It is August – the holiday month! The month when we are all chilled out and everyone is getting on and blissfully happy.
Maybe … maybe not!
More often it seems as if everyone returns from holiday saying they need another one just to get over it.
Whether it’s just time off work spent with family or a holiday abroad that you’ve been saving for all year, holidays have the potential for any underlying relationship issues to come out. So rather than being a much-needed stress-free break from work-related and/or relationship issues, holidays can easily end in arguments and disappointment. Last August an online survey carried out by GMTV and Netmums revealed that:
- Two-thirds of us argued on holiday
- Almost 60% argued most with their partner
- Two-thirds had 2-5 arguments
- A quarter argued mainly because they had different ideas about what to do
- A third won’t be going on holiday with them again next year
These findings are not unusual. Many relationship counselors report that there is a significant increase in couples seeking counseling in September.
This month on thecoupleconnection.net we are looking at why things go wrong and what you can do about it!
So have a look at the reasons below and see how many seem familiar to you.
Why things go wrong:
- Maybe there was a clash of expectations – if you both have very different expectations for the holiday you are going to run into problems.
- Did you talk openly about what you wanted from the holiday beforehand?
- Did you expect your holiday to put everything right? If you’ve been having a hard time, not getting on you may well have put a huge pressure on a single week away sorting absolutely everything out.
- Did you/do you see holidays as a test? Often when couples are worn out, stuck in a rut or even thinking about separating the holiday becomes some sort of test as to whether the relationship works.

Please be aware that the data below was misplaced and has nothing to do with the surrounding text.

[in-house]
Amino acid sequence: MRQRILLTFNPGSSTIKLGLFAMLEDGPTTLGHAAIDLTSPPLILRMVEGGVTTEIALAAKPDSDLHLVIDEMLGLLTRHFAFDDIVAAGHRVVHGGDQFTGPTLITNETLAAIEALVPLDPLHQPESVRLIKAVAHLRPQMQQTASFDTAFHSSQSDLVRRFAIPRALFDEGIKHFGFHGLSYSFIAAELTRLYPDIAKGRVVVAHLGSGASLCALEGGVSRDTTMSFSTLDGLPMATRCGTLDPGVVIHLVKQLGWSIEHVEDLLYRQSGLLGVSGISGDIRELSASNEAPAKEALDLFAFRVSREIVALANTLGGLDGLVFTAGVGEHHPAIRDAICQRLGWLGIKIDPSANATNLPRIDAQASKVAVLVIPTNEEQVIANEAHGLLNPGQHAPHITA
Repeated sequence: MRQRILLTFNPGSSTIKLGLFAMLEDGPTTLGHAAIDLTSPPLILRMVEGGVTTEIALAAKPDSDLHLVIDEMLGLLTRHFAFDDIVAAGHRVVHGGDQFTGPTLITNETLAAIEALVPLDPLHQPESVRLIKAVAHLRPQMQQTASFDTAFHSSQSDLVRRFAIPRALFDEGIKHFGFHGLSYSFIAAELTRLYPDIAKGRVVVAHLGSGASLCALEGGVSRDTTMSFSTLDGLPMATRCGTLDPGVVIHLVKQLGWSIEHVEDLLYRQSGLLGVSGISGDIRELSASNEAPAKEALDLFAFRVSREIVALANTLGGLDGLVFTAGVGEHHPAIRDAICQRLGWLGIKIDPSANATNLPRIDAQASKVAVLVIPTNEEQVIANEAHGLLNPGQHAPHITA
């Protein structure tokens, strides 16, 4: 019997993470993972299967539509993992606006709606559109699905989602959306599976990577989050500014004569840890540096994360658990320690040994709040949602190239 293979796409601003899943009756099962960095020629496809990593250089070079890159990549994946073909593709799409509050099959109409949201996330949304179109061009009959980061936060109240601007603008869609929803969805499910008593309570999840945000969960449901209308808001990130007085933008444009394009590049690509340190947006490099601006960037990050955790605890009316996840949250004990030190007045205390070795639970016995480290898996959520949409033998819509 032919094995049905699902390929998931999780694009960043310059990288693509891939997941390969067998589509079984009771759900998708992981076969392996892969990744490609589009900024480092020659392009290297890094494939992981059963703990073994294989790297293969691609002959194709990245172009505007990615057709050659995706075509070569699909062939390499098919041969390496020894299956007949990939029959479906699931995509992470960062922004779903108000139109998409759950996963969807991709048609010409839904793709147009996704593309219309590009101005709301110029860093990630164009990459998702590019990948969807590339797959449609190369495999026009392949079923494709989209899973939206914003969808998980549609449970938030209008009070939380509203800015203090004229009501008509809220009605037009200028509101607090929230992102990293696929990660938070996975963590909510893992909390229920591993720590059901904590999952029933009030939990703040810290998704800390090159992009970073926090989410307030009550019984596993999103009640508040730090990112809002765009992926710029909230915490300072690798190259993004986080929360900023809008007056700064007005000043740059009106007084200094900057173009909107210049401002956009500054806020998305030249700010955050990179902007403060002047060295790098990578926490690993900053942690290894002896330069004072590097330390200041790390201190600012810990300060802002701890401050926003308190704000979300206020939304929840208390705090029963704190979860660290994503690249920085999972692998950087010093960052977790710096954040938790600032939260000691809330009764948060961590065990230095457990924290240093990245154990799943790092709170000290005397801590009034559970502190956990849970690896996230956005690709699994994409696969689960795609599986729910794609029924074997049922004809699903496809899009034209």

- Have you been very busy with the day-to-day? Couples can become disconnected; then expect that as soon as they are on holiday they will magically connect again. When this doesn’t happen immediately they getaway, they panic and put even more pressure on themselves.
- Are you a good traveler? Traveling brings out the best and also the worst in people – you will have very different ways of doing things, different personality traits: one of you might want everything planned in advance whereas the other might enjoy a relaxed ‘let’s see what happens’ approach.
- Has one of you done most of the organizing? If you haven’t shared time and effort equally, one of you may be feeling resentful and that all the responsibility for how things work out will be down to them.
- Are you trying to holiday on the cheap? Holidays with extended family or friends can be tricky – deep down your partner might not want to holiday with the in-laws.
- How important is having good weather? Sometimes people put too much importance on having the perfect weather. A holiday shouldn’t ever be just about the weather.
- Have there been issues building between you? Holidays tend to bring out the ‘not so good’ things that may have been bubbling away beneath the surface.
So what helps?
- Compromise – define what you both want from the holiday.
- Share the planning and recognize the effort required to make it happen.
- Set out some very realistic expectations beforehand.
- Know your limits and be honest about what you do and don’t want from the holiday – what can you be flexible about?
- Be clear – what is the holiday actually ‘for’?
- Trying something new – be open to having fun together. You might surprise each other and this can be good for a relationship! Plus you might even surprise yourself.
- If you opt for a holiday with extended family or doing something cheaper – make the best of it. Focus on the positives.
- Keep in mind what you are trying to do. If only for kids’ sake – remember what they are witnessing. Do you really want their memories to be of stressed out, unhappy, bickering parents spoiling family holidays?
- Remember bad weather is annoying and you can feel frustrated and cheated but recognize it for what it is. Bad weather doesn’t mean you have a rubbish relationship.
- Don’t make the holiday some sort of test of your relationship.
- Don’t allow low points to make you feel or say ‘well that’s it then’. A ‘we can’t even get on when we are on holiday’ attitude will more than likely ruin the rest of your holiday.
- Focus on the positives.
- Think about past holidays – what worked and why.
- Share your memories of good holiday moments.
- Try lowering expectations – it takes the pressure off!
- Adopt a ‘make the best of it’ attitude – and try and show goodwill.
- Lastly, if things don’t go well, resolve to do something about it when you get back – share your commitment to working on things when you get home.
- Think about doing it differently the next time.
You may now want to do the Holiday checklist exercise in Work it Out.